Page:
For the first time since Utah lost to Chicago in back-to-back years in the 1990s, the NBA will have a Finals rematch. San Antonio squandered the opportunity to beat Miami last June thanks to miss free throws by Manu Ginobili and Kawhi Leonard, and a 3-pointer from Ray Allen that will go down as one of the biggest made shots in NBA history. It saved LeBron James from having a 1-3 career Finals record, which would have taken a substantial hit in LeBron’s chase of being the GOAT. This year’s Finals has even more at stake, especially when considering the careers of James and Tim Duncan. Duncan’s trying to win his fifth ring, and he’ll have a chance at his fourth Finals’ MVP (which would make him second all-time to Jordan). James could lead the Heat to the first three-peat since the Shaq-Kobe Lakers (00-02). He could also snag his third straight Finals’ MVP, which would tie him with Duncan, Magic Johnson and Shaq for second all time, and he’s 29!. No way does LeBron James leave Miami if the Heat win this year’s title. I’m gonna take a minute to thank Leonard, Ginobili, Duncan and Boris Diaw for saving Game Six for the Spurs. San Antonio lost Tony Parker for the game, and Diaw stepped up big time. He made some big shots, including three triples. (Diaw did not miss a three against Miami this season, as he shot 5-5, by the way). Duncan had mismatches towards the end of the fourth quarter and in overtime. He made some timely buckets and free throws that ultimately gave the Spurs a win. But let’s make no mistake about it, the Spurs would not have won without Ginobili’s 3-pointer and Leonard’s strip of Westbrook. Ginobili missed six threes in Game Six, but he made the one San Antonio needed him to make. That’s the thing about Ginobili. He could have an off-shooting night like he did last night, but he’s never been afraid of taking the most important shot. It’s part of the reason why he’s one of my three favorite players ever. The Thunder had a good chance of tying the game with under a minute left in overtime on a 3 on 3 fast break with the best guard in transition Russell Westbrook leading the attack. Leonard stripped Westbrook in what might be remembered as Leonard’s signature play if San Antonio can win the 2014 title. Parker’s health, however, is the ultimate key for San Antonio. For those of you who don’t remember, Parker injured his hamstring in Game One of last year’s Finals. He wasn’t the same player for the rest of the series, and San Antonio still should have won. Parker needed this extra rest to gear up for what should be another all-time great series.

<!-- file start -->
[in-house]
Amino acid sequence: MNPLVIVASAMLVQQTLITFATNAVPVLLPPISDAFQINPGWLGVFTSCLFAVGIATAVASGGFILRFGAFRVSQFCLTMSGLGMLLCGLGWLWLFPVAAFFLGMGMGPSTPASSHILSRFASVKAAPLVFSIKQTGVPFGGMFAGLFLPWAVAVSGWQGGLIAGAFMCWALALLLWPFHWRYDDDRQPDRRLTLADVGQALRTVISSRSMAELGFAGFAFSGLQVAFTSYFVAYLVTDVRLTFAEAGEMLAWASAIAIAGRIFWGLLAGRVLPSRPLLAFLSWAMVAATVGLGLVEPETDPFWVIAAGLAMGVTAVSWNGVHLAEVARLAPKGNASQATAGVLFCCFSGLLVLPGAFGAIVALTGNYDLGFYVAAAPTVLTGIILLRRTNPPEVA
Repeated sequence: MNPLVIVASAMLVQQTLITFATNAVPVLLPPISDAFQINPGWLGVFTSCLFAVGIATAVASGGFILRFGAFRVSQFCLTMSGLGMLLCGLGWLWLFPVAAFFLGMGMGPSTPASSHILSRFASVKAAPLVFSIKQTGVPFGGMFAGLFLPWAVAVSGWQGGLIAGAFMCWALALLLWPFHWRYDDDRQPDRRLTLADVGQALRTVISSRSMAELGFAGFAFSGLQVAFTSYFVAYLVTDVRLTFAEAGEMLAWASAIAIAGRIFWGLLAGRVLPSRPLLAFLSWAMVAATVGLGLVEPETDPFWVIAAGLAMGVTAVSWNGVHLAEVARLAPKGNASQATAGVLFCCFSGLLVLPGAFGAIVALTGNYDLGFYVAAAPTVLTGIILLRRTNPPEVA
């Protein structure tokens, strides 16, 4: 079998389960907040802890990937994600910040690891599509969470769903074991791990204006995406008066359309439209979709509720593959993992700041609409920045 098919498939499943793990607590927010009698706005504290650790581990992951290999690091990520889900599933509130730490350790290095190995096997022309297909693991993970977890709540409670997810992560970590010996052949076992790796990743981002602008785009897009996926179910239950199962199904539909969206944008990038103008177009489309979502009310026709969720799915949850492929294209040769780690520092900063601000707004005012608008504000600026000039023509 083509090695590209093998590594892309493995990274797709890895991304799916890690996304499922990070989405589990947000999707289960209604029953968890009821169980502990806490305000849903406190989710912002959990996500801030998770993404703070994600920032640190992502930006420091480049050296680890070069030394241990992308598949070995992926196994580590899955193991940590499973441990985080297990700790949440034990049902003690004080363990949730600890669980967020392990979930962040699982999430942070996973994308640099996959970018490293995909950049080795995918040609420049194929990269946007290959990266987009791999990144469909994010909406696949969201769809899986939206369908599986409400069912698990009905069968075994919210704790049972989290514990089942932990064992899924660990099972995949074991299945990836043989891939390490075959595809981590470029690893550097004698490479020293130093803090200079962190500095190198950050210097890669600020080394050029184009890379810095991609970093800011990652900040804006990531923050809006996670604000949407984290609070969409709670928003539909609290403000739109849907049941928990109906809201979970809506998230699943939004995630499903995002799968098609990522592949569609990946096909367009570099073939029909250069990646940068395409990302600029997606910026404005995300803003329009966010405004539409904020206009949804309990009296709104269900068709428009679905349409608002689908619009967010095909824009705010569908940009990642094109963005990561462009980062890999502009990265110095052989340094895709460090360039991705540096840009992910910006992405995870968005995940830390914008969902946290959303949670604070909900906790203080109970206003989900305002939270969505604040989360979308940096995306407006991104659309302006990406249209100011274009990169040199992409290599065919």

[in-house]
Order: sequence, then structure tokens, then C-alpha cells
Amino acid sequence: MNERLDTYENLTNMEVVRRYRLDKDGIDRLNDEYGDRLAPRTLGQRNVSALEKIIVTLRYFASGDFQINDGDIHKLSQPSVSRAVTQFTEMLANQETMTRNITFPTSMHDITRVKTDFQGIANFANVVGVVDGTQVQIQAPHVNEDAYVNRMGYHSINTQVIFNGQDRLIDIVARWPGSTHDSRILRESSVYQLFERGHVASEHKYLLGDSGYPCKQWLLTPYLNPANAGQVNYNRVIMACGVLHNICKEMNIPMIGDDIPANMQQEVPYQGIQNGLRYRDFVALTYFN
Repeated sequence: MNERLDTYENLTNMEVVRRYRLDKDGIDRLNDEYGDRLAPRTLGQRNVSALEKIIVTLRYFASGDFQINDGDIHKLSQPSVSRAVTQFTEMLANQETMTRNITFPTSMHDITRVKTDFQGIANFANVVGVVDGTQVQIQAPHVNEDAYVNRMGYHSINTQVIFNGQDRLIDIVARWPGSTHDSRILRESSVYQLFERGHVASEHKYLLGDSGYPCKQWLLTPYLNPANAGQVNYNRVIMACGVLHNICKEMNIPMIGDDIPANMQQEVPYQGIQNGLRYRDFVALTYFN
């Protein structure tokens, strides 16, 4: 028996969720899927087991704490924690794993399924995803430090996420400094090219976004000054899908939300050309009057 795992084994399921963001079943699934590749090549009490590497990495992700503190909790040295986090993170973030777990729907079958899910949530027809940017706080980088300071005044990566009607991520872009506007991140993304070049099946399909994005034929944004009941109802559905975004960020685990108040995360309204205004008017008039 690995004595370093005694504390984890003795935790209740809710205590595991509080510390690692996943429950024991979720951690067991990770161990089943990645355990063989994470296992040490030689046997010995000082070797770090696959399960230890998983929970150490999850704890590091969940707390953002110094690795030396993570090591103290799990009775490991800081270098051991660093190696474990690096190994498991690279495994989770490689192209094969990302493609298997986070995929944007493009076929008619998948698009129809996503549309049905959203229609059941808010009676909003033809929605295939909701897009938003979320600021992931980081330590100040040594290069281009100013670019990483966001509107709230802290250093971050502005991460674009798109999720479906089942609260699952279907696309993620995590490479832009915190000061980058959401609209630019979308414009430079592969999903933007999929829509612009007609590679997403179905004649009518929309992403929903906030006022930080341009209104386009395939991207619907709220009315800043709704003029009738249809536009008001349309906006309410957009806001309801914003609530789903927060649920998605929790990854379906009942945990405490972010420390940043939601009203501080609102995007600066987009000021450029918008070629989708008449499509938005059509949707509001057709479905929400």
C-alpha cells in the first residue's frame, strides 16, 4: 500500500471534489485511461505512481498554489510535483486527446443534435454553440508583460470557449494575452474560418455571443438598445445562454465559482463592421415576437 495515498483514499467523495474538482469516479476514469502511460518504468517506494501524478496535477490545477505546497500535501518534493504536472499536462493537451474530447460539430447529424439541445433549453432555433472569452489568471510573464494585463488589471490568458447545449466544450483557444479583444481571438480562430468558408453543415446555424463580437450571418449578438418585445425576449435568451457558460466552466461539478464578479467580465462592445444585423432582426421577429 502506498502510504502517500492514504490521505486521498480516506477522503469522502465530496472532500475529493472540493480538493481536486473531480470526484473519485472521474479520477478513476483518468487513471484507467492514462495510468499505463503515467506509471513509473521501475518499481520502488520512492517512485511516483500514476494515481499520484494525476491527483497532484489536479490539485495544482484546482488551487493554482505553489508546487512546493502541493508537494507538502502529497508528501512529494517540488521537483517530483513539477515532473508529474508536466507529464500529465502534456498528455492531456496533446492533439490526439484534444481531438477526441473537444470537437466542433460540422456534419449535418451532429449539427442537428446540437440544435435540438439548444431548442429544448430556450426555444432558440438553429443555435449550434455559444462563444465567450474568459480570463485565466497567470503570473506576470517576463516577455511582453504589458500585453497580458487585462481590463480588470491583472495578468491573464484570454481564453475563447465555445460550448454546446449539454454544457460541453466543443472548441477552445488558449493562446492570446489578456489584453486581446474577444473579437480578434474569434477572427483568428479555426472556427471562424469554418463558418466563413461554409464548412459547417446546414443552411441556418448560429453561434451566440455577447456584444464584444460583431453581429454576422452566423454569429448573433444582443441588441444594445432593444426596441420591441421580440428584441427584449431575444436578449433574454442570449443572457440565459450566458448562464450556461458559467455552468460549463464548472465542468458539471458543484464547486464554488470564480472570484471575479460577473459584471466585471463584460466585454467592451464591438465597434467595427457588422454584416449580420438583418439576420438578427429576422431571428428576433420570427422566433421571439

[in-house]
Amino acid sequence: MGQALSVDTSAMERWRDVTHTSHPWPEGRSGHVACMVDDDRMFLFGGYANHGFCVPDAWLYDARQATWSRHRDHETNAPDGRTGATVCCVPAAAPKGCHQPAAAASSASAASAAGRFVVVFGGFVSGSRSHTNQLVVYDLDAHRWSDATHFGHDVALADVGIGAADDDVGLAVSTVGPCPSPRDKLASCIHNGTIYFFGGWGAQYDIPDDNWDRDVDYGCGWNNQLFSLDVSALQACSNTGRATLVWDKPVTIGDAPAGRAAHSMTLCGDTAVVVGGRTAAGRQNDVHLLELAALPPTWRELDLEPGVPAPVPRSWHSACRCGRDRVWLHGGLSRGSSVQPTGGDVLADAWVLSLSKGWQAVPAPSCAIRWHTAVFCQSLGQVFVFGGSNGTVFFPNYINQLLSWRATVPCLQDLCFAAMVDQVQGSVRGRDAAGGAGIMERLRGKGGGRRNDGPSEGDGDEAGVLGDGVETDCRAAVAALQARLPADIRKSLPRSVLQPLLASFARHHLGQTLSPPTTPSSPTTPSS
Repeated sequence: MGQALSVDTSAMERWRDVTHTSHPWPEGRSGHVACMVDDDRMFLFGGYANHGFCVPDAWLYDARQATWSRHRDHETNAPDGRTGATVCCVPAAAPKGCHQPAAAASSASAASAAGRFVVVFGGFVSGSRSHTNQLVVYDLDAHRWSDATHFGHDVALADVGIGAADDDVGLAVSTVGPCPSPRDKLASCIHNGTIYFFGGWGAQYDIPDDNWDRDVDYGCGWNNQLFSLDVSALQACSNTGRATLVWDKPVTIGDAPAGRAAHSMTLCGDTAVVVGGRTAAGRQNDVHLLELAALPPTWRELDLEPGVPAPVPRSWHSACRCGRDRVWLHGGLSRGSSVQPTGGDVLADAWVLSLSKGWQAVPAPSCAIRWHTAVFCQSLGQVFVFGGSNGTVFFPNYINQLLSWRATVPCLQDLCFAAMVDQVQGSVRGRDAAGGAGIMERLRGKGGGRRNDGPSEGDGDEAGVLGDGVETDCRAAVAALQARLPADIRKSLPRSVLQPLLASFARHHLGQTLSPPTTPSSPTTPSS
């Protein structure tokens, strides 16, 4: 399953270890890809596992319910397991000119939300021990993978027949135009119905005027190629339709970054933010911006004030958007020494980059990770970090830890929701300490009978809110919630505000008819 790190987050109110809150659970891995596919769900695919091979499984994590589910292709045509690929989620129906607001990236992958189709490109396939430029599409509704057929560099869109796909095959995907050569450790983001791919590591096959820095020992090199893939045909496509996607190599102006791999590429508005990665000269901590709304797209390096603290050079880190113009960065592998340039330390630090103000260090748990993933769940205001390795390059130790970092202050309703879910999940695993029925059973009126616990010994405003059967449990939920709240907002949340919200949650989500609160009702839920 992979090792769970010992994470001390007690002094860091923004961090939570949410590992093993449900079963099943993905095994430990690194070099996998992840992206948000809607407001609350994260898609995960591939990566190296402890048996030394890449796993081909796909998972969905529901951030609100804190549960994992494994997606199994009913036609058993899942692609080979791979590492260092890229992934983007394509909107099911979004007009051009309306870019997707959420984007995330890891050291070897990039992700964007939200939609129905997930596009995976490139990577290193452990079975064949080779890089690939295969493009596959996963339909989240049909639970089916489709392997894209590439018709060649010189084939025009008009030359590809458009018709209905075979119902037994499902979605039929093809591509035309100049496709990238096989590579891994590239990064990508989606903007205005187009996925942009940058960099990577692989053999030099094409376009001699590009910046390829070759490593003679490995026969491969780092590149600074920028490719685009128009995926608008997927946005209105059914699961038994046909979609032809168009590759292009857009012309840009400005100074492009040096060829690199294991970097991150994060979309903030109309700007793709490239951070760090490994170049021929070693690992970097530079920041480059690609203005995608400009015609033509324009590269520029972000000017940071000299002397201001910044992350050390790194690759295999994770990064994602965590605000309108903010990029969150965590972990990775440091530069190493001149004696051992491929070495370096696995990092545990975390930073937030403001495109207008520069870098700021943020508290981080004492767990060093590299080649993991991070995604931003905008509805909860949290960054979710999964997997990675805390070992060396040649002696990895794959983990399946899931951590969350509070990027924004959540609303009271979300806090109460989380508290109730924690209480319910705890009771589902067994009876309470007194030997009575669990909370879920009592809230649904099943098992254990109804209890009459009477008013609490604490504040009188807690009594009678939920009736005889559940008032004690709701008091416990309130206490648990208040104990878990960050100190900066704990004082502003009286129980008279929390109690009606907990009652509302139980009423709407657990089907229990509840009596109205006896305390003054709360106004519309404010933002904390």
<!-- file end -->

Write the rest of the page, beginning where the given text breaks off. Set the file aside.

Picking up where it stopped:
Three early questions about this series:
1. Who will Gregg Popovich start?
Last June, Pop learned he can’t play Splitter and Duncan together against Miami. The Spurs started the first four games against OKC with that Splitter-Duncan line-up, and all though it worked well in San Antonio, it was awful when Serge Ibaka came back. When the Spurs were fully healthy against Miami during their second matchup (a Spur double-digit win) Pop started Parker-Green-Leonard-Diaw-Duncan. That lineup was 19-5 on the season. Don’t be surprised if Pop starts that same unit on Thursday.
2. Who will step up for Miami?
The Spurs aren’t the Pacers. They will score points. Lots more points than Indiana scored. Miami will need someone to have a Mike Miller-type impact in this series. San Antonio replaced Gary Neal with Patty Mills and Marco Belinelli. Miami really didn’t replace Mike Miller. Norris Cole, Mario Chalmers and Rashard Lewis will need a group effort.
3. Can Diaw and Leonard slow down LeBron James?
Last summer, San Antonio did a great job of slowing down James in the first three games, but James played on another level in the final four games. Check out James’ numbers through the first three games compared to the final four.
First three: 16 PPG, .39 FGP, .24 3FGP (1-2 record)
Last four: 31 PPG, .47 FGP, .42 3FGP (3-1 record)
Can it be Thursday yet???
I write about the Eagles, 76ers, movies, music and frankly whatever the hell I feel like.